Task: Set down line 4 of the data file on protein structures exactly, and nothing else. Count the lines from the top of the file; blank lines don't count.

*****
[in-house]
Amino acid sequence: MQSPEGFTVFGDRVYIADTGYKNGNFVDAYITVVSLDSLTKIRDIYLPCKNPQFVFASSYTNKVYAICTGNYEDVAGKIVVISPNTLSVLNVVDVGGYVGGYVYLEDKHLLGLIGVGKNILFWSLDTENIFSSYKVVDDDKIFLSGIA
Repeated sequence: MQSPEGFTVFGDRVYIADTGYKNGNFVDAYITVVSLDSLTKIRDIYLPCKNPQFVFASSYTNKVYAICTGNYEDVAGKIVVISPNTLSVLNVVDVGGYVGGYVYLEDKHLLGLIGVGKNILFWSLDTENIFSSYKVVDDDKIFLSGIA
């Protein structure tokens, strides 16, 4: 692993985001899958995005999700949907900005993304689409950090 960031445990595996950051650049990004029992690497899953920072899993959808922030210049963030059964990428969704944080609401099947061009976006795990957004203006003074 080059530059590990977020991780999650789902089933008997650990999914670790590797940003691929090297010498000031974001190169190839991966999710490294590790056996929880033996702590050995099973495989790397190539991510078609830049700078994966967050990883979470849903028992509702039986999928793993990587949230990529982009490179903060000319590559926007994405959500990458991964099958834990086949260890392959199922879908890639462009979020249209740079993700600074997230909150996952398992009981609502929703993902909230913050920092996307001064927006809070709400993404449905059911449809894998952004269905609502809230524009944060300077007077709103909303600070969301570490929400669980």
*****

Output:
């Protein structure tokens, strides 16, 4: 692993985001899958995005999700949907900005993304689409950090 960031445990595996950051650049990004029992690497899953920072899993959808922030210049963030059964990428969704944080609401099947061009976006795990957004203006003074 080059530059590990977020991780999650789902089933008997650990999914670790590797940003691929090297010498000031974001190169190839991966999710490294590790056996929880033996702590050995099973495989790397190539991510078609830049700078994966967050990883979470849903028992509702039986999928793993990587949230990529982009490179903060000319590559926007994405959500990458991964099958834990086949260890392959199922879908890639462009979020249209740079993700600074997230909150996952398992009981609502929703993902909230913050920092996307001064927006809070709400993404449905059911449809894998952004269905609502809230524009944060300077007077709103909303600070969301570490929400669980």